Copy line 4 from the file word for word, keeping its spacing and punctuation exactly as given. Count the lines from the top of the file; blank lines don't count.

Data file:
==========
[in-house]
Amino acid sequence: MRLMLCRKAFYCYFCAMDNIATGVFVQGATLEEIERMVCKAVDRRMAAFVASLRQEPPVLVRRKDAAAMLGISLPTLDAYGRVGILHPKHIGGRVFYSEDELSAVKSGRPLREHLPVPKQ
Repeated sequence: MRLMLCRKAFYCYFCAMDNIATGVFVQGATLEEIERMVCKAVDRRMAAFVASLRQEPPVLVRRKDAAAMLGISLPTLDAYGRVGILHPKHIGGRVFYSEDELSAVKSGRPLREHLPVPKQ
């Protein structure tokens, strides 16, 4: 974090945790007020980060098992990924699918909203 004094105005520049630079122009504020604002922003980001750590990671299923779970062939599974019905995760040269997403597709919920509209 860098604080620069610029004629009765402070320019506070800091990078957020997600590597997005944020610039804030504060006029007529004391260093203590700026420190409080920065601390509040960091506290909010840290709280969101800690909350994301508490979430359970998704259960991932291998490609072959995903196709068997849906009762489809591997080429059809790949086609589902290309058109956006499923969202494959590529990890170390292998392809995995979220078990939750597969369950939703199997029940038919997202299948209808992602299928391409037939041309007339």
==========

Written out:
């Protein structure tokens, strides 16, 4: 974090945790007020980060098992990924699918909203 004094105005520049630079122009504020604002922003980001750590990671299923779970062939599974019905995760040269997403597709919920509209 860098604080620069610029004629009765402070320019506070800091990078957020997600590597997005944020610039804030504060006029007529004391260093203590700026420190409080920065601390509040960091506290909010840290709280969101800690909350994301508490979430359970998704259960991932291998490609072959995903196709068997849906009762489809591997080429059809790949086609589902290309058109956006499923969202494959590529990890170390292998392809995995979220078990939750597969369950939703199997029940038919997202299948209808992602299928391409037939041309007339």